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Digging for victory: Archaeologists on how five big finds have lit up the past

© SYSTEMThe layout of the carvings hidden inside Dunchraigaig cairn in Kilmartin Glen (Pic: Historic Environment Scotland)
The layout of the carvings hidden inside Dunchraigaig cairn in Kilmartin Glen (Pic: Historic Environment Scotland)

They have opened a door on the past to shine a light on how Scots lived thousands of years ago.

The five most important archaeological discoveries of the past 12 months – from ancient carvings to lost townships – have been hailed by experts.

Each year, archaeologists and volunteers uncover new details about Scotland’s past through fieldwork, post-excavation analysis and research.

Now, the Dig It! project – co-ordinated by the Society of Antiquaries of Scotland and primarily funded by Historic Environment Scotland – has said prehistoric animal carvings, a 5,000-year-old monument and an illicit whisky distillery are among the landmark discoveries.

Dr Tertia Barnett holding a graphic showing prehistoric carvings found at Kilmartin Glen (Pic: Santiago Arribas Pena/HES/PA Wire)

Excavations at Rubha Port-an t-Seilich on Islay began after pigs exposed flint artefacts and have revealed that Mesolithic foragers repeatedly returned to make camp there between 6,000 and 9,200 years ago. “These foragers may, however, have been following in the footsteps of Ice Age pioneers (around 12,000 years ago),” said Dig It!.

“Archaeologists have previously uncovered evidence below the Mesolithic layers that suggests earlier occupation, but the 2021 excavation found further artefacts to suggest the layer is Late Glacial, as well as additional Mesolithic discoveries including fireplaces. These finds suggest an Ice Age campsite might remain in place below the Mesolithic deposits, which would be the first for Scotland.”

In May, Historic Environment Scotland announced animal carvings, thought to be between 4,000 and 5,000 years old, had been discovered inside a tomb in Argyll.

They include depictions of two male red deer with antlers, and three other quadrupeds, possibly juvenile deer. Deer would have been valuable as a source of meat and hides, with bones and antlers used for tools, and may have had an important symbolic role in prehistory. The carvings were discovered inside Dunchraigaig Cairn in Kilmartin Glen by Hamish Fenton and their authenticity confirmed by experts from Scotland’s Rock Art Project.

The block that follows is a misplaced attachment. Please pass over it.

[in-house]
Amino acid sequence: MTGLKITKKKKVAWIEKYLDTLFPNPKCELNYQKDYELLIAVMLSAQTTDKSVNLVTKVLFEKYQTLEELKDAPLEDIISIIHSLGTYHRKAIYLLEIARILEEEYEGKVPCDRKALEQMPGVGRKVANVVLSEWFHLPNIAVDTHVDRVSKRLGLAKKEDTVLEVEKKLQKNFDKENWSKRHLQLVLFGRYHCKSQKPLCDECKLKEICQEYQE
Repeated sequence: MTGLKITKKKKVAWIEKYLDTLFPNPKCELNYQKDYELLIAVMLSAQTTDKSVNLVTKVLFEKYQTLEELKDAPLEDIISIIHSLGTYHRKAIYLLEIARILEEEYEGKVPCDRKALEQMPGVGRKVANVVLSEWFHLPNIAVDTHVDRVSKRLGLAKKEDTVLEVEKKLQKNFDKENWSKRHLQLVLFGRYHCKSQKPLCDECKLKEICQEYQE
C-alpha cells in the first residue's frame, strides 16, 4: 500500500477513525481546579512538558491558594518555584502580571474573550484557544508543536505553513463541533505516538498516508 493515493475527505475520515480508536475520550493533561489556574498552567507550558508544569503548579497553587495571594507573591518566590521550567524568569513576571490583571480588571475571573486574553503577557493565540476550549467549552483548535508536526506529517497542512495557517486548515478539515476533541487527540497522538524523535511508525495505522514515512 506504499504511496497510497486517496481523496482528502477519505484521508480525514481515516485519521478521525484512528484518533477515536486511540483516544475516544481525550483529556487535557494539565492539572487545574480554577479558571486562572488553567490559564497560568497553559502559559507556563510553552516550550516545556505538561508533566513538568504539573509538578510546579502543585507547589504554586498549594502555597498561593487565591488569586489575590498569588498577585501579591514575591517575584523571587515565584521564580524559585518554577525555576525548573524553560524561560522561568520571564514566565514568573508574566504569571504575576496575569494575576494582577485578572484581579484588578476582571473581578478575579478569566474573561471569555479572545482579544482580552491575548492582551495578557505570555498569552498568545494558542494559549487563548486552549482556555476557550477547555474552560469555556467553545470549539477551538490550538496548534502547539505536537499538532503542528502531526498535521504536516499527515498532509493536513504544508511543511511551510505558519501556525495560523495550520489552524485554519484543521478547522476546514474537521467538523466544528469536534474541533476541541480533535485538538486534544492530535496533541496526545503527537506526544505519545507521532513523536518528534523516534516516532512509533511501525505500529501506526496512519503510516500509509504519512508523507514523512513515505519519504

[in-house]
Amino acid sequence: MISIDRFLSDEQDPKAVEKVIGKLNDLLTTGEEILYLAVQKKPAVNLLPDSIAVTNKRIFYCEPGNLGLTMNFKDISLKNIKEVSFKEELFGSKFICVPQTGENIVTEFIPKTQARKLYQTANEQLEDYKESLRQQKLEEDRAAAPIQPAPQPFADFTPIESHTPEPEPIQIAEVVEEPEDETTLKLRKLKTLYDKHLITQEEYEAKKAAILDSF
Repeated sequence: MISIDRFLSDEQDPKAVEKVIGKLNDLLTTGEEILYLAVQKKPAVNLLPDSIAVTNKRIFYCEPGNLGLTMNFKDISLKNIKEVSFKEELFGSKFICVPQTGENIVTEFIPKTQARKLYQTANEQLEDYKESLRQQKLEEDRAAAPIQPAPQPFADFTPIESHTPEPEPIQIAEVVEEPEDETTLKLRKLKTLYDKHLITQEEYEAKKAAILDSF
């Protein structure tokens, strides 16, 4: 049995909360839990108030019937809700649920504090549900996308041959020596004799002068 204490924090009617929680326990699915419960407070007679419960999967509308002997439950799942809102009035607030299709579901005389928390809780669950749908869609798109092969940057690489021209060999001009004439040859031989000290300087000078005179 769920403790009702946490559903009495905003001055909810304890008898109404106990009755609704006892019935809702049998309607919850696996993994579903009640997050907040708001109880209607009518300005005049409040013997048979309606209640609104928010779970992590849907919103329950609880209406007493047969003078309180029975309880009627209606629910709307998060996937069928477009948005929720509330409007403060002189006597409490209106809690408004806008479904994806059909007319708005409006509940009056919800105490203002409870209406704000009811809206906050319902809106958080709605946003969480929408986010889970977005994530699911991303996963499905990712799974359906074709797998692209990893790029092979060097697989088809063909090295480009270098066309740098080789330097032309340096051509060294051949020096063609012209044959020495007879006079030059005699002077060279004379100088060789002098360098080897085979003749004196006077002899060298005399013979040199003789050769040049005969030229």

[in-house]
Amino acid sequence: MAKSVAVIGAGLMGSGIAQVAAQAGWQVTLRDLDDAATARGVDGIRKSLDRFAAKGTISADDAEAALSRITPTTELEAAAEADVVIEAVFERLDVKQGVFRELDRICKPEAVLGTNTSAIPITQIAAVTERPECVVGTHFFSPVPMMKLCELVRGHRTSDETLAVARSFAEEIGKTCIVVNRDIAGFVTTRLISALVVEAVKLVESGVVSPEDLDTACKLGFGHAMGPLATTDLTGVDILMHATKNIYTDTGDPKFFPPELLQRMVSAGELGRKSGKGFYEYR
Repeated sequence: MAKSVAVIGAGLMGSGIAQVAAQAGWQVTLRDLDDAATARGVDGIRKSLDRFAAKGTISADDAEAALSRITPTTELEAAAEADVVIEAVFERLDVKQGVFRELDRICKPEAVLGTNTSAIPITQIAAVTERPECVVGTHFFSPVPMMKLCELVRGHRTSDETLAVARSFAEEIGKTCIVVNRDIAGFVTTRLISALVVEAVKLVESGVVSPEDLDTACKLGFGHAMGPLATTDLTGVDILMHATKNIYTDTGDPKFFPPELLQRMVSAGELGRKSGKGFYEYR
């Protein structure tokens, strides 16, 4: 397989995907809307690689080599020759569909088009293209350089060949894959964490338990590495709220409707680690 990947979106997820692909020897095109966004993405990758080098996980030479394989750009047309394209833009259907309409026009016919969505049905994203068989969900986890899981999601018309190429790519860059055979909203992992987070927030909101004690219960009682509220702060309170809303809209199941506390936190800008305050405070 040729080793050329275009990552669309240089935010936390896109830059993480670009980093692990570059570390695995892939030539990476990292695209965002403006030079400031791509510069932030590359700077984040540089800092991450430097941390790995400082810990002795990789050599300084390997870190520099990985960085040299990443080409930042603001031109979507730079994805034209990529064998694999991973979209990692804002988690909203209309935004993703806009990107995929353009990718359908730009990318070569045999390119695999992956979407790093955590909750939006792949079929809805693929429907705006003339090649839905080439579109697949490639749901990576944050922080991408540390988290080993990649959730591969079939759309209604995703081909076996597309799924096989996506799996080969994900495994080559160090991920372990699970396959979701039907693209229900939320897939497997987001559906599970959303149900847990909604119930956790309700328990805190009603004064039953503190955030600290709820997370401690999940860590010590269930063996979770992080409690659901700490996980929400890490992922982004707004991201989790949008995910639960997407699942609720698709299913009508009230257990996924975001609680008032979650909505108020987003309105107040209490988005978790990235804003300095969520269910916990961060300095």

“These are the earliest known animal carvings in Scotland, and the first clear examples of deer carvings from the Neolithic or Early Bronze Age in the whole of the UK,” said Dig It!.

In August, archaeologists and volunteers travelled to the Isle of Arran and teamed up with members of the community to investigate a possible 5,000-year-old cursus monument.

Previously detected in an aerial laser scan by Historic Environment Scotland in 2017, these Neolithic monuments usually consist of a long avenue formed by two parallel mounds of earth or wooden posts which would have taken decades to build. At over half a mile long, the vast amount of resources required to create this kind of monument suggests they were incredibly important to prehistoric residents.

“It’s believed they were used for ritual purposes, perhaps with processions of people travelling from one end to the other. In this case the journey would have culminated with spectacular views over the Machrie Moor timber and stone circle complex,” said Dig It!.

In the Highlands, the Lost Inverlael community archaeology project run by Ullapool Museum has been learning more about an extensive township that was cleared in 1819. Earlier this year they discovered a rare example of a well-preserved illicit whisky distilling still. The site included a visible drain and hearth with the water source still trickling down the rock face.

Prehistoric animal carvings in Dunchraigaig Cairn (Pic: Santiago Arribas Pena/HES/PA)

According to leading Highland whisky distilling expert Darroch Bratt, it is unusual to find “extremely clear features demonstrating exactly how the process was conducted” but most stages are represented at this site which could date back to the late 18th Century.

Finally, a significant link to football stadiums today, such as turnstiles and season tickets, originated at the first Hampden stadium in Glasgow, which opened in 1873.

After 10 years, it was closed due to the building of a railway line and was lost. Last year, archaeologists and volunteers headed to where it was believed the stadium stood and revealed evidence that confirmed the location, including of the foundations of the pavilion where the first footballers to play for Queen’s Park FC and the Scotland national team would have changed, and artefacts dropped by supporters including beer bottles and clay pipes.